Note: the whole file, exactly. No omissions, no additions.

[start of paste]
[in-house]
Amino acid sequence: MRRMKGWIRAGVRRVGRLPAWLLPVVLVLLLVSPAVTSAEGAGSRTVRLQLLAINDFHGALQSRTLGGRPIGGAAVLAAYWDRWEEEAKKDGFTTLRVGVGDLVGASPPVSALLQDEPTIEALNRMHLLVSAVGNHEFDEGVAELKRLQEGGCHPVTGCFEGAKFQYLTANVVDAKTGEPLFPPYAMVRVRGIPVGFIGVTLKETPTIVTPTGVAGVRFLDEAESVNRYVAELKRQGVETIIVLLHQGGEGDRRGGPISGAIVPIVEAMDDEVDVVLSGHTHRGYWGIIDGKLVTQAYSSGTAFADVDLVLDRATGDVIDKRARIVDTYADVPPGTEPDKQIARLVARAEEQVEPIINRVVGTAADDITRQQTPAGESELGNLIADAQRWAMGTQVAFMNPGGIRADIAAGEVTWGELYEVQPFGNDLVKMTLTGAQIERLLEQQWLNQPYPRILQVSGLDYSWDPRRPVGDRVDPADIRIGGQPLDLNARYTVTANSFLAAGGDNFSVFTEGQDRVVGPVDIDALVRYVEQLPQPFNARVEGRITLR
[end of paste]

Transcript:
[in-house]
Amino acid sequence: MRRMKGWIRAGVRRVGRLPAWLLPVVLVLLLVSPAVTSAEGAGSRTVRLQLLAINDFHGALQSRTLGGRPIGGAAVLAAYWDRWEEEAKKDGFTTLRVGVGDLVGASPPVSALLQDEPTIEALNRMHLLVSAVGNHEFDEGVAELKRLQEGGCHPVTGCFEGAKFQYLTANVVDAKTGEPLFPPYAMVRVRGIPVGFIGVTLKETPTIVTPTGVAGVRFLDEAESVNRYVAELKRQGVETIIVLLHQGGEGDRRGGPISGAIVPIVEAMDDEVDVVLSGHTHRGYWGIIDGKLVTQAYSSGTAFADVDLVLDRATGDVIDKRARIVDTYADVPPGTEPDKQIARLVARAEEQVEPIINRVVGTAADDITRQQTPAGESELGNLIADAQRWAMGTQVAFMNPGGIRADIAAGEVTWGELYEVQPFGNDLVKMTLTGAQIERLLEQQWLNQPYPRILQVSGLDYSWDPRRPVGDRVDPADIRIGGQPLDLNARYTVTANSFLAAGGDNFSVFTEGQDRVVGPVDIDALVRYVEQLPQPFNARVEGRITLR